Parked Up Aircraft

wildebus

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2,515
Not necessarily. The ideal descent into Edinburgh starts up to 150 miles away with the aim being to keep the engines idling until 1000 ft. With restrictions due to other aircraft or shortening of the route planned the ideal descent may need adjustment. With a longer route thrust must be added, but with a shorter route speedbrakes are needed to give greater drag if the aircraft is not to arrive too high or fast at the 1000 ft point.
So whilst they may be being naughty, probably you just happen to live in an area where drag is often needed on the approach.
I remember when I use to fly (passenger, not pilot!) from Heathrow to Manchester occasionally. The Air Stewardesses used to have to rush out with the trolley virtually before the wheels left the ground so they could finish the teas and get it locked away before the descent :)
 

2cv

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3,781
I once flew Lhr Man late on a Saturday evening in the magnificent 757 with a light load. We managed 33000ft with atc cooperation, possibly the highest it’s ever been done. Often managed to eat a full breakfast on the route. 😀
 

HurricaneSmith

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563
A couple of pictures from Bournemouth

View attachment 53753View attachment 53754
That's such a sad photo.

On a brighter note it's so much quieter here in East Sussex, I can hear the bees out foraging, blue tits are in one of our nesting boxes, and I've started cleaning the panes of our greenhouse.

There's light at the end of the tunnel.
 
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Millie Master

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494
I saw on Breakfast TV this morning that both Loganair and Bransonair are in serious financial difficulties which I suppose had to happen when considering any company that practices brinkmanship trading practices.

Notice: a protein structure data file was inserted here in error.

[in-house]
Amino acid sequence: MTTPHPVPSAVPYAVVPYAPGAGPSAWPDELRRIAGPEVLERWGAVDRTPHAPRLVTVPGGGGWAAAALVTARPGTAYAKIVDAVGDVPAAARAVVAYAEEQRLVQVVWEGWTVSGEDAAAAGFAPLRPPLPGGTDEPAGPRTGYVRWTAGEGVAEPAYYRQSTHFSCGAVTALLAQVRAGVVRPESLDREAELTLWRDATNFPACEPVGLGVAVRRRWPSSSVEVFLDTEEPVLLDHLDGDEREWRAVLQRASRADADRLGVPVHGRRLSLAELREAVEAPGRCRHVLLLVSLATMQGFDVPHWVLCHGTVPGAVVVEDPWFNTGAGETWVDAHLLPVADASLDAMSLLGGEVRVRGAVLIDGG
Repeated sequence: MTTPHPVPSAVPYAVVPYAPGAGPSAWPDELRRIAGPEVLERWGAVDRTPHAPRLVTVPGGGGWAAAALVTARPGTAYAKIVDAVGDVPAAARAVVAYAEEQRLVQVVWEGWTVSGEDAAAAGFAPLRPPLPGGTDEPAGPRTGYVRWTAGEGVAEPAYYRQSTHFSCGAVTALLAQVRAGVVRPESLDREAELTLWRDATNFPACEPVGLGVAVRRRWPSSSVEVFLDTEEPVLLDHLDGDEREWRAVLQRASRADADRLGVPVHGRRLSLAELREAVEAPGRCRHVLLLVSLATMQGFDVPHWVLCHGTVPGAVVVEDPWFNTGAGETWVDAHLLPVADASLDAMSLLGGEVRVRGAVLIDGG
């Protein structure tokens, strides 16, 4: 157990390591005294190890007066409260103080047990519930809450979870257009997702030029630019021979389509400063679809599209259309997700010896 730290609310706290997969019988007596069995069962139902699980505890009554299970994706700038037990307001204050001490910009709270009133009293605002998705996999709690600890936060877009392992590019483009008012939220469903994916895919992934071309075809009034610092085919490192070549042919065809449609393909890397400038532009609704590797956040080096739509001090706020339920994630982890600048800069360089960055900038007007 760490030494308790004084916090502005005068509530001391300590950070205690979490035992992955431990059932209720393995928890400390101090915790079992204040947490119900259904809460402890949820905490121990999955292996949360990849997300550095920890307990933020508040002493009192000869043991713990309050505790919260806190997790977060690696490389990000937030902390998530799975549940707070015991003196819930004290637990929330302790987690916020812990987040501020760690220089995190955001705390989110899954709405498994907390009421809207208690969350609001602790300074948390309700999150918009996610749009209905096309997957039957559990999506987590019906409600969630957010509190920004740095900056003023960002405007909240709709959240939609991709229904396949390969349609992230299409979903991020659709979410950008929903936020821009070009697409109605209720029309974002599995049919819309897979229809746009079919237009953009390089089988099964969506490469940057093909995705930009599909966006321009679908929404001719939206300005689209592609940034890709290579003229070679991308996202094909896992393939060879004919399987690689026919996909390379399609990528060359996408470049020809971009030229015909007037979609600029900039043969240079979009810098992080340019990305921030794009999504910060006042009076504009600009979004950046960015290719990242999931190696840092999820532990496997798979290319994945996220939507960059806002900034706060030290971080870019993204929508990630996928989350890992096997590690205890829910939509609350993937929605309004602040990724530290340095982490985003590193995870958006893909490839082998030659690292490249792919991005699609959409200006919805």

runnach

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1,193
£3500 a day to park a widebodied aircraft at the cheapest places.
That is some serious wonga, Bill. Maybe the airports will wave these charges in light of the current pandemic, aye right!!
 

2cv

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3,781
That is some serious wonga, Bill. Maybe the airports will wave these charges in light of the current pandemic, aye right!!
The sums add up quickly, £15000 a day to lease a 777 for example, and BA has 50 of them.
 

2cv

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3,781
What on the earth would the daily rental be on an A380 ?
I looked it up and saw this reply:

Airbus A380's market price is $205 Million, and Airbus has been trying to make the A380 more attractive due to its lack of new customers or orders since 2013. Airbus leases its A380 for 0.9% of the aircrafts price per month, (or about $1.8 Million in 2015) if you sign a 6 to 9 year lease. The rate drops to 0.8% for 10+ year leases.

This suggests about £50000 per day.

However, they have not been a commercial success as they only work on certain routes and limited freight capacity so used examples are available and they are beginning to be broken for parts. The future when things get back to some sort of normal lies in very efficient twins like the A350 and B787.
 

2cv

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3,781
I've travelled several times on a 380, and very nice it is to travel on. However I prefer the 787 because of the cleaner air along with better humidity and a lower cabin height.
 

2cv

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3,781
A bit sad that they are being scrapped. It is rumoured that the Air France ones currently grounded by Covid 19 will not return to service,
 

jagmanx

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1,604
Reading today.......
about all the Airplane services being hit as they are paid directly by the carrier not the airport
Paid on a pay as you go basis. Baggage Handlers and the like!
Then we have catering firms x 2
1 Airplane food caterers
2 Food outlets in the airport.
Also all the other airport shops (Boots Dixons WH Smith, and all the high-end "boutiques"

Massive hit all round ! and redundancies

I suspect when air travel "takes off" again prices will go "sky high"
Apologies (or not) for the puns, and sympathy for all those affected !
I suspect it is the "little people" such as shop assistants bar staff and restaurant staff who will suffer the most !
Maybe their employers will get government support to keep them on (even at lower pay and no bonuses/tips)
 
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